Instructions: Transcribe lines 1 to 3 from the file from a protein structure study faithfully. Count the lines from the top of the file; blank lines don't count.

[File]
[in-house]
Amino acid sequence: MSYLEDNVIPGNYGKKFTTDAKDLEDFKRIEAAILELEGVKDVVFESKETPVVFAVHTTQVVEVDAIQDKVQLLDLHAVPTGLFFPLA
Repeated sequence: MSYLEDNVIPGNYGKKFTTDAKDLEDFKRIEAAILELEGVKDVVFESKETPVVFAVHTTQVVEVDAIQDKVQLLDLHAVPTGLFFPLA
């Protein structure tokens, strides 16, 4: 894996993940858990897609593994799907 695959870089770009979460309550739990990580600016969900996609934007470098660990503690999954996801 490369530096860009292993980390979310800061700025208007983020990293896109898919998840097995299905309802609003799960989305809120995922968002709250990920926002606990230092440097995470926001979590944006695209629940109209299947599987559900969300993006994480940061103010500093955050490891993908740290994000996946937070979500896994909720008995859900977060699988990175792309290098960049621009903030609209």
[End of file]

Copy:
[in-house]
Amino acid sequence: MSYLEDNVIPGNYGKKFTTDAKDLEDFKRIEAAILELEGVKDVVFESKETPVVFAVHTTQVVEVDAIQDKVQLLDLHAVPTGLFFPLA
Repeated sequence: MSYLEDNVIPGNYGKKFTTDAKDLEDFKRIEAAILELEGVKDVVFESKETPVVFAVHTTQVVEVDAIQDKVQLLDLHAVPTGLFFPLA